Plus, there's just the plain age of the curse. the bonds have been getting weaker for generations, allowing the all-consuming mania previous members used to have dwindle into an unwanted obligation.
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KitKat1721



Joined: 03 Feb 2015
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PostPosted: Wed May 05, 2021 3:43 pm Reply with quote
Spastic Minnow wrote:
Quote:
It's the biggest clue we've received so far about how the curse works—the bond breaks when a Zodiac has no emotional reaction to Akito at all.


Not sure you should state that in such a way that makes people think that's definitely the way it works. I don't believe it is that, exactly.

I mean to be fair, Lauren has always approached her reviews from the perspective of someone who hasn't read the source material, and I think that's just her current takeaway at this moment, which is fine. For now, I'm definitely not going to dive too deep into my own thoughts about the curse until later on, outside of what I've already said in a previous comment.

blameitonStarBlazers wrote:
Greed1914 wrote:
I'm so curious to see more about how the curse breaks. The hints are there, but the reactions to it as of episode 5 are so different. One still opts to stay with Akito, resigning to being miserable, while the next realizes he is basically indifferent towards her and the minute it happens Momiji has no problem telling her to go away because he doesn't have time for her crap anymore.

From my anime-only perspective, I think that their different responses had a lot to do with their ages in relation to Akito‘s age. Since Kureno is older than Akito, he watched Akito grow up and felt protective towards her, perhaps viewing her violence as the actions of a hurt child. Momiji, on the other hand, always saw Akito as a senior person of power, and more as an adult abusing the children in her care, which is a completely different dynamic.

This absolutely. The relationship dynamics between the older Somas and the younger ones in relation to Akito are very different. Based on flashbacks we've seen, for a good portion of Kureno's young life, Akito was a happy child with only hints of a god complex. On top of her seemingly being pushed in the wrong direction from birth by her father and those veteran maids when it came to her role in this clan, it wasn't until major events (some of which we've seen and some we haven't) that everything really went downhill too fast and that complex grew and turned out toxic at best, abusive at worst. And it probably was much easier for a teenage Kureno to feel guilty and justify her actions as a hurt child lashing out, and not the giant warning sign that it should have been. For the younger Zodiac Members, Akito has not only always been in a position of power in their eyes, but has always been someone who has used that power to hurt others. If anything, it really speaks to Momiji's emotional maturity that even then, he can recognize that Akito is only trapping themselves along with everyone else the harder they lean into the "bonds of the Zodiac." The only other characters who express that are an outsider, Tohru (a very brief thought in S2) and Shigure (who is far more familiar with her past and her as a person).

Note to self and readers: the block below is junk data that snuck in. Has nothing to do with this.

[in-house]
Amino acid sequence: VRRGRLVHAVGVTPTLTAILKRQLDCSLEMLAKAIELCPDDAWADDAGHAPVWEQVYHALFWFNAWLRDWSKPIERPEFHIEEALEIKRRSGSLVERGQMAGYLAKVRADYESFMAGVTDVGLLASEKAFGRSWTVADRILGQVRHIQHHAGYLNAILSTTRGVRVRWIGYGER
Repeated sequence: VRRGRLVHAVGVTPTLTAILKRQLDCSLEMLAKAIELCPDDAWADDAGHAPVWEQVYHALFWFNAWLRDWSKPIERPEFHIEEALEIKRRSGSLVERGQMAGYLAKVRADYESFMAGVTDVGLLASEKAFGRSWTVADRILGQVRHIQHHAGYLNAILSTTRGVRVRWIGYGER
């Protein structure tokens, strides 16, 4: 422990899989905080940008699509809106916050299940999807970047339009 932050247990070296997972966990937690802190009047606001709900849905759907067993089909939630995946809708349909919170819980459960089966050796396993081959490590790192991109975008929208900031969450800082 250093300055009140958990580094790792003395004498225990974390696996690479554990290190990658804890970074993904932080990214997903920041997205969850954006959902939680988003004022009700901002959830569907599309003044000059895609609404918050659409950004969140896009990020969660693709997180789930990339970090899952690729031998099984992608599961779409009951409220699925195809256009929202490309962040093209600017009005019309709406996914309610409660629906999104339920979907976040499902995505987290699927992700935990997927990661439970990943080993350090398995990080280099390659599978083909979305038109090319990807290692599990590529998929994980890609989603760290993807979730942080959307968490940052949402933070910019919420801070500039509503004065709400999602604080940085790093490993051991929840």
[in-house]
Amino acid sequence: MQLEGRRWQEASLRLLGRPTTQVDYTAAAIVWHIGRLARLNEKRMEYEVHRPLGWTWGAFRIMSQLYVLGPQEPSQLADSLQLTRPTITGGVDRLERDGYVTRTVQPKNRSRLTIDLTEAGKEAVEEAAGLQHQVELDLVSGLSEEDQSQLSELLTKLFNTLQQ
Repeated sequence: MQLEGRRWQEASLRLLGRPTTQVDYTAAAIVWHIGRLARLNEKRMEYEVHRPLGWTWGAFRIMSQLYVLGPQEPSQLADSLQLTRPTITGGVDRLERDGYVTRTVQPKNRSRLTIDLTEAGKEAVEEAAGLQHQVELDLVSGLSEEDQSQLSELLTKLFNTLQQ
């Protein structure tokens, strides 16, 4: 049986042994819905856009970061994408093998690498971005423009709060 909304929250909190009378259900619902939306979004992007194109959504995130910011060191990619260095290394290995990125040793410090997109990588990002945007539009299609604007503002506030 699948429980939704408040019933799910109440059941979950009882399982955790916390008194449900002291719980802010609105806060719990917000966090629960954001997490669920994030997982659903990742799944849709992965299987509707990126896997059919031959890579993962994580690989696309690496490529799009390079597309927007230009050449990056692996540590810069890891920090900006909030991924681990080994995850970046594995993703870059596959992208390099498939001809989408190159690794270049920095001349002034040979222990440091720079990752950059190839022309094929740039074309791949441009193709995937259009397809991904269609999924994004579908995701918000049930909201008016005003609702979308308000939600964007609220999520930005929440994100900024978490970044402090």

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Zhou-BR



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PostPosted: Mon May 10, 2021 6:24 pm Reply with quote
Considering how this week's episode blew through chapters 107-109 and 114, I guess I'll have to resign myself to the fact that this season really will be just 13 episodes long after all.

Also, since the title of next week's episode is a line from chapter 93, I'm guessing they really will adapt the entire flashback arc that season two skipped in a single episode, which could be done by omitting spoiler[the material about how Kyoko and Katsuya got together, which I'm sure many would find objectionable due to how young she was when they met, not to mention the fact that he was a student teacher in her school].